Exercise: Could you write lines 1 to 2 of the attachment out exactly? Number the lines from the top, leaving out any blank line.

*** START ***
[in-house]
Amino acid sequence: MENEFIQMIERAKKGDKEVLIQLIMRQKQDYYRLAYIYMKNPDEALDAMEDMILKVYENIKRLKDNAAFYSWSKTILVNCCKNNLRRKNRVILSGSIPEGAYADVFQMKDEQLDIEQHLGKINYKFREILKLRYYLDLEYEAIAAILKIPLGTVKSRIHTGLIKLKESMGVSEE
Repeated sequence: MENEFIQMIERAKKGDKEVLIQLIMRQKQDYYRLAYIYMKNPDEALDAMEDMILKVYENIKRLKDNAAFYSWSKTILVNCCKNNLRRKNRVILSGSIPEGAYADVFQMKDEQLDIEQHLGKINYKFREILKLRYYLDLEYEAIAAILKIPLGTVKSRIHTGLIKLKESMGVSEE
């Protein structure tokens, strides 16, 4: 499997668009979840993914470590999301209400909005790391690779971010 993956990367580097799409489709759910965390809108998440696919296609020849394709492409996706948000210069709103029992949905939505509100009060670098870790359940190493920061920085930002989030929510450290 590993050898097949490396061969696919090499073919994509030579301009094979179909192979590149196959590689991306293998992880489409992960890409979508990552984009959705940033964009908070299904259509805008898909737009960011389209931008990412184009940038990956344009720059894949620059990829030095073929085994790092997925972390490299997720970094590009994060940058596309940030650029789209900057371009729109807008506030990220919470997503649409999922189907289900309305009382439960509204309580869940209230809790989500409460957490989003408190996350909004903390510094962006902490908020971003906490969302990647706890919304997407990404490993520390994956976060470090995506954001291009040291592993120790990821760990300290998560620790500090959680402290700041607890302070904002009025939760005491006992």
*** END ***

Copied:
[in-house]
Amino acid sequence: MENEFIQMIERAKKGDKEVLIQLIMRQKQDYYRLAYIYMKNPDEALDAMEDMILKVYENIKRLKDNAAFYSWSKTILVNCCKNNLRRKNRVILSGSIPEGAYADVFQMKDEQLDIEQHLGKINYKFREILKLRYYLDLEYEAIAAILKIPLGTVKSRIHTGLIKLKESMGVSEE